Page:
I recently experimented with a low-touch, high-impact engagement format I want to share with you: the Lunch & Listen. It is super simple — the name says it all — but for The View From Here: Making Meadowview, Capital Public Radio’s podcast about one South Sacramento neighborhood, simplicity delivered on three important goals:
- We were transparent about our motivation and process.
- Residents helped shape the editorial direction from the start.
- We created a structure for continued collaboration.
My superpower is creating gatherings — big, ambitious ones. For previous CapRadio documentaries, I’ve hosted stakeholder convenings, community meals, story circles and public dialogues, often involving hundreds of people. For these events, I collaborate with community partners to craft participant lists and seating arrangements, curating conversations to reflect a diversity of experiences.
But timelines and budgets don’t always accommodate big, ambitious and collaborative efforts. In those cases, the Lunch & Listen is a fabulous way for community members and journalists to learn from each other at the start of a reporting project. This format offers an opportunity for residents to experience how the journalism process works and to shape the project focus. And it helps reporters and editors gather information they need to ensure the reporting is accurate, relevant and impactful.
Have I piqued your interest? Read on to learn what got folks to the table, how to lead a Lunch & Listen and what kinds of results these gatherings can produce.
Hitting the ground running
Usually, I spend three to four months building relationships that result in reporters and residents working together to shape the editorial focus of our documentary projects. For Making Meadowview, I had about seven weeks. I knew it was critical that we begin well: The neighborhood had been inundated with journalists since police shot and killed Stephon Clark in his grandmother’s backyard in Meadowview in March 2018.
With so many outsiders parachuting in and framing the neighborhood, CapRadio journalists were curious to understand residents’ own view of the place they call home. But CapRadio is not a news source many Meadowview locals use or trust. Plus, it’s a predominantly Latino and African American neighborhood with significant Hmong and Pacific Islander populations, while our reporters and engagers are all white. How could we get going on the right foot? (Making our newsroom reflective of the communities we serve is a structural problem beyond this project, but having residents call it out in a listening session helped restart conversations and movement to address it.)
For starters, I made phone calls to generate a list of people and organizations respected in the Meadowview neighborhood. I asked community leaders what meeting times worked best from them and whether they’d prefer to meet in Meadowview or come to CapRadio. During these conversations, I found out which neighborhood locations work best for community meetings and the kind of experience that would make coming to the event worthwhile. Similarly, I asked project reporters and producers what kind of information would be useful, how long they could realistically be out of the newsroom, and any other outcomes they hoped to get from the experience.
I borrowed core elements from my previous gatherings — journalists and community members breaking bread and exploring ideas together — and drafted a 90-minute agenda based on what Meadowview residents and my colleagues told me. I sent email invites to folks I’d spoken with and posted flyers throughout the neighborhood at community centers, Hmong grocery stores, panaderias, the African marketplace, schools and churches to entice residents to come.
In less than one month, we held four Lunch & Listens — two at CapRadio and two in Meadowview — involving 87 people who live or work in the neighborhood. Participants ranged from business owners to neighborhood organizers, school teachers to police officers, nonprofit leaders, city staff, high-school students, community media publishers, youth development workers and clergy. We also adapted the format to participate in two neighborhood events — a neighborhood association meeting and a community health clinic — where we workshopped ideas with an additional 20 residents.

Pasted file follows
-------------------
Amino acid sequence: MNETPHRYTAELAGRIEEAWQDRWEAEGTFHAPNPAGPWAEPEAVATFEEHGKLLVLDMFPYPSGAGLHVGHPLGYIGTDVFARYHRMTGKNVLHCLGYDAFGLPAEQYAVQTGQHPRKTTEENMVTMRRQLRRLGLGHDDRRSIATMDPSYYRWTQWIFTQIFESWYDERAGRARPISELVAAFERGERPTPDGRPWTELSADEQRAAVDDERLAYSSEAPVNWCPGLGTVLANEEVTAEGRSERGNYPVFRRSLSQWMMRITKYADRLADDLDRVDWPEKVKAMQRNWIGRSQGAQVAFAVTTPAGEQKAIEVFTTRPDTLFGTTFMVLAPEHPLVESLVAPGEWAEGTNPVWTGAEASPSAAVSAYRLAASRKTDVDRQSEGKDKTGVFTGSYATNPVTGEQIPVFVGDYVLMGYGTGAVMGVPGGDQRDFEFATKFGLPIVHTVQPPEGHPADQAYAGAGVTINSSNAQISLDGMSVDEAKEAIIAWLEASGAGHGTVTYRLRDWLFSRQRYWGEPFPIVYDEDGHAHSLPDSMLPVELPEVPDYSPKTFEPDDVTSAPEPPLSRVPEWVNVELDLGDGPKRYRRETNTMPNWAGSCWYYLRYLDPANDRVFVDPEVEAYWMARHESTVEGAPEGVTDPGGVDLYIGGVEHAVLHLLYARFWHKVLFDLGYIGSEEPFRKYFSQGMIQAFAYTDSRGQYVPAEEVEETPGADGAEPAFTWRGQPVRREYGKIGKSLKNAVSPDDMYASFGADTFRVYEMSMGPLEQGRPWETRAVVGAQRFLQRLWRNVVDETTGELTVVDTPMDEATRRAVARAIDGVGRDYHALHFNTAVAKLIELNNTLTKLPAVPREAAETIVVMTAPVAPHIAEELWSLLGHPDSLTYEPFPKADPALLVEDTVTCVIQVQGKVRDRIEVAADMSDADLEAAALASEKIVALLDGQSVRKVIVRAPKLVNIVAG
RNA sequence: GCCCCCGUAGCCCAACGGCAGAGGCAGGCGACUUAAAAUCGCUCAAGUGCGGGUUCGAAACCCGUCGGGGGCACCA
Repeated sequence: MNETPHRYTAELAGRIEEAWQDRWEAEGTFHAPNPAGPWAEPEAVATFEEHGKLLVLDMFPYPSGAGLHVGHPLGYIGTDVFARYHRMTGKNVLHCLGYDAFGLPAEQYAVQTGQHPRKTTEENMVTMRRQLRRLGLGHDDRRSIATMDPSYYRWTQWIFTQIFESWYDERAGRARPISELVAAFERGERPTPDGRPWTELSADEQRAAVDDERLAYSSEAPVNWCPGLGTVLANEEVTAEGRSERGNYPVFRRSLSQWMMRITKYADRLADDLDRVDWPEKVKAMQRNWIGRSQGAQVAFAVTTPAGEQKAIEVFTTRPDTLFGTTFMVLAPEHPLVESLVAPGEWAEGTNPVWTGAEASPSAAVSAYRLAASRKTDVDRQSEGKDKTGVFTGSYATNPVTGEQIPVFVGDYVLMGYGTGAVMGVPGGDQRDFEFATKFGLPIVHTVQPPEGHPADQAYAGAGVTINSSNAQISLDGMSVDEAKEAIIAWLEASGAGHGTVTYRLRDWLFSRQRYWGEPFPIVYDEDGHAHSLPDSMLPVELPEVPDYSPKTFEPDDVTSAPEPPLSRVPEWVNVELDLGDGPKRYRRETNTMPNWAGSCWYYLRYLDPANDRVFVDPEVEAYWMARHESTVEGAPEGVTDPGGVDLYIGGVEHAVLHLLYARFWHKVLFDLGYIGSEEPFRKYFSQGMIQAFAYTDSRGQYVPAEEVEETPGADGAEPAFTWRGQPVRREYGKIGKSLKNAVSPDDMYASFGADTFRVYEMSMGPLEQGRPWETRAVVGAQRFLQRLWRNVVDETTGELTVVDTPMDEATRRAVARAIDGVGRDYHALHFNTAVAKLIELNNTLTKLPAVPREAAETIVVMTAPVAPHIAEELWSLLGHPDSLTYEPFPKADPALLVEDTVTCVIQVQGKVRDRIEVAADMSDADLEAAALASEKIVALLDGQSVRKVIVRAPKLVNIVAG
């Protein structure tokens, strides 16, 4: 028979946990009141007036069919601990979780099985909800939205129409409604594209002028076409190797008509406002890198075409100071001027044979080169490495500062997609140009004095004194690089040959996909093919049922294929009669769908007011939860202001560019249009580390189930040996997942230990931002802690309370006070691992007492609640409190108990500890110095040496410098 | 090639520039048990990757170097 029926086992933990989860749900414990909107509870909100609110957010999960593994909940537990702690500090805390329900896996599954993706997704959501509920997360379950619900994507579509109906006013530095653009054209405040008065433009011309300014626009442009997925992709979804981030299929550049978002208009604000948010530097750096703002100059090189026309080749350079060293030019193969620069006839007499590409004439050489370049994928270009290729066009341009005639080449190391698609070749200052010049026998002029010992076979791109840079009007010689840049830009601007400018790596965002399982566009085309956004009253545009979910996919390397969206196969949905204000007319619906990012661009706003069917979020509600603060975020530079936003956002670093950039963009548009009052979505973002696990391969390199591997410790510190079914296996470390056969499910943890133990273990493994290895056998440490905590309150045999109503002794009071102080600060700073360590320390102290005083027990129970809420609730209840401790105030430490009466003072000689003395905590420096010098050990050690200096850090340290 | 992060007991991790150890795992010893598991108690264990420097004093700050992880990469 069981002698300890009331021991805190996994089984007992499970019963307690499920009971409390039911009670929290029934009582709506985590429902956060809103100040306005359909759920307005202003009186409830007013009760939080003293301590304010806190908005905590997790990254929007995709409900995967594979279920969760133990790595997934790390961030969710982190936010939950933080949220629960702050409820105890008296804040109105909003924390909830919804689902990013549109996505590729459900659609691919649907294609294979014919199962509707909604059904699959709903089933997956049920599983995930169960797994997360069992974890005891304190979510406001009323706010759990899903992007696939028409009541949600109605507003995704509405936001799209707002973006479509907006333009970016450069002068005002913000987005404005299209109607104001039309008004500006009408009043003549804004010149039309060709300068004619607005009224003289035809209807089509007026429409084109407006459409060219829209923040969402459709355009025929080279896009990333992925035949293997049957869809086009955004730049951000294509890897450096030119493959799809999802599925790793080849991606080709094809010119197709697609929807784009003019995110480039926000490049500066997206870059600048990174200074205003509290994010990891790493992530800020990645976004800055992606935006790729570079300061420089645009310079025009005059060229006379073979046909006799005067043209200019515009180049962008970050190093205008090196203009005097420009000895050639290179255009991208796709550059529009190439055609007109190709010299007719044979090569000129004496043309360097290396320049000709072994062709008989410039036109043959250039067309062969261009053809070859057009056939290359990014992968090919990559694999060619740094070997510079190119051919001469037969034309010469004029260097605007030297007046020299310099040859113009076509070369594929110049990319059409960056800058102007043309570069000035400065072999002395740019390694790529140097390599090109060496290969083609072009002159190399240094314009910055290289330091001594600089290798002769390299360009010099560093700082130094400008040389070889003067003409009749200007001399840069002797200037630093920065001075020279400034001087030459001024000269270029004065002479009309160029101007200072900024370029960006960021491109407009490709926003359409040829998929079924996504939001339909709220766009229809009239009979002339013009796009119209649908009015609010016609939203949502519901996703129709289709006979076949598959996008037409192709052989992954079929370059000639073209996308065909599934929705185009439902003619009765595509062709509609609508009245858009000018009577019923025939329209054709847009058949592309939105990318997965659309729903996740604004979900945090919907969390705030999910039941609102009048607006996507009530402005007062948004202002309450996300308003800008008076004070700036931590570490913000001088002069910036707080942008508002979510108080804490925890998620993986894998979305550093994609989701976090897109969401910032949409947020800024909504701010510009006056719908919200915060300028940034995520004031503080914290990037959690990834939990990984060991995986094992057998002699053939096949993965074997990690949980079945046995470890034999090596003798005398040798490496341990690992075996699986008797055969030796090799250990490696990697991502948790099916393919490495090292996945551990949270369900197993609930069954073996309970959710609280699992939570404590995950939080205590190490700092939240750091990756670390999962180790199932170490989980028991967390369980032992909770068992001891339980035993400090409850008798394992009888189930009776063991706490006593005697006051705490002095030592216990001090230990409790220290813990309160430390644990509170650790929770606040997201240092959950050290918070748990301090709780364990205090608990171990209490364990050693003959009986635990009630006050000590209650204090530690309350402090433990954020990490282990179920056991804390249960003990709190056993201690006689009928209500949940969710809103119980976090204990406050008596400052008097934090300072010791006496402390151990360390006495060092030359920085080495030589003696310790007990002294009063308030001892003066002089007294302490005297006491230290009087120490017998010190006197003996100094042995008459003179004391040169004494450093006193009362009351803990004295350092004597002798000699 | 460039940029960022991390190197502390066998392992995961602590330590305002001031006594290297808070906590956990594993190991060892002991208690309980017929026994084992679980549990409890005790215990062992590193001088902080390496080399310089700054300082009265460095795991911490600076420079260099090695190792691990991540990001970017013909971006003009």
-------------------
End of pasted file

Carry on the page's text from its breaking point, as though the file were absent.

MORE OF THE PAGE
How to lead a Lunch & Listen
I used the same format for each of the gatherings, which lasted from 45 to 90 minutes depending on whether we were part of another event or hosting our own. Except for the neighborhood association meeting, at least one CapRadio journalist attended each session. Sometimes as many as five participated. We followed the same process each time so we could compare results across groups.
- Welcoming participants. We greeted people personally as they arrived and invited them to grab lunch from a buffet we set up, have a seat and get to know one another. I opened the gathering by thanking everyone for their time and introducing CapRadio’s public service mission and our upcoming reporting project on Meadowview. I explained that we were going to spend a year doing this reporting and that we need their help to tell relevant, respectful, useful and accurate stories. I previewed the agenda and let folks know that this conversation was “on background” and that we would use their feedback to inform our editorial thrust as well as for story ideas and sources.
- Introduction activity. Journalists shared their names, what they did at the station and what brought them to the Lunch & Listen. Community members then shared their names, affiliations and one word — it could be a person or a place — that makes Meadowview special. Having journalists talk about themselves and their motivations humanizes reporters and demystifies what they do. Having residents begin with what they appreciate about their community opens up the dialogue with an asset-based approach and signals that we aren’t there for “if it bleeds, it leads”–type stories.
- Sorting exercise. I created a set of four 3” x 5” cards, each with a different question in a different color, and placed them on the tables before we started. I invited participants to write down their answers and post the cards on corresponding flip charts around the room. I also placed yellow cards on the tables inviting participants to write down names and contact info for other people who should be part of this conversation as we go forward. I also placed yellow cards on the tables inviting participants to write down names and contact info for other people who should be part of this conversation as we go forward.